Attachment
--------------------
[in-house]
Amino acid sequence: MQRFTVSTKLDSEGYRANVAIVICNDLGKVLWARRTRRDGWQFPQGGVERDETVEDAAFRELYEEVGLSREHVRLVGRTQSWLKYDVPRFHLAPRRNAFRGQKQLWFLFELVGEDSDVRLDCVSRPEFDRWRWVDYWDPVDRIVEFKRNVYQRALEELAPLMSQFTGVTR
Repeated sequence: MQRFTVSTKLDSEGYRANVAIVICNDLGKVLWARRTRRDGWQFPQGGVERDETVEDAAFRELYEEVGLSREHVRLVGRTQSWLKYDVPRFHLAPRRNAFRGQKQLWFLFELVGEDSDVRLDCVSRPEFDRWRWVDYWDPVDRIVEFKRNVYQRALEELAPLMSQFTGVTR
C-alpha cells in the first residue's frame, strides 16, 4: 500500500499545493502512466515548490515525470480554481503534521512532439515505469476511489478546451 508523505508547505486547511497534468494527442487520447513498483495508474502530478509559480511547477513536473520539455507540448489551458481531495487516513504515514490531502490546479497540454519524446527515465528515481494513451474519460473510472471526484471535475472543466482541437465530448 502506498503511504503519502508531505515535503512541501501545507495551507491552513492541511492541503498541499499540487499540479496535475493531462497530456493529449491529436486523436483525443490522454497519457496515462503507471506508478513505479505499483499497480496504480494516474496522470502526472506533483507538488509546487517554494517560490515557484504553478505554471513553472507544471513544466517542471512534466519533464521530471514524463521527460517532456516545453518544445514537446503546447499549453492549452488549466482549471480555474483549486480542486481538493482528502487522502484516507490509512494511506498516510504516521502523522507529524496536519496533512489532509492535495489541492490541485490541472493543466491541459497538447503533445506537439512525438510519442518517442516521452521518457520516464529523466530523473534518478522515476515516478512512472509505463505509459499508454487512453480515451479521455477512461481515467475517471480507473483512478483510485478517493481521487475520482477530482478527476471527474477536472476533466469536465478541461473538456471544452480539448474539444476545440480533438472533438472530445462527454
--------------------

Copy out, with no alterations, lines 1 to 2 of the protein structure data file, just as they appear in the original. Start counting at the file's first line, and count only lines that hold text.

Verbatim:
[in-house]
Amino acid sequence: MQRFTVSTKLDSEGYRANVAIVICNDLGKVLWARRTRRDGWQFPQGGVERDETVEDAAFRELYEEVGLSREHVRLVGRTQSWLKYDVPRFHLAPRRNAFRGQKQLWFLFELVGEDSDVRLDCVSRPEFDRWRWVDYWDPVDRIVEFKRNVYQRALEELAPLMSQFTGVTR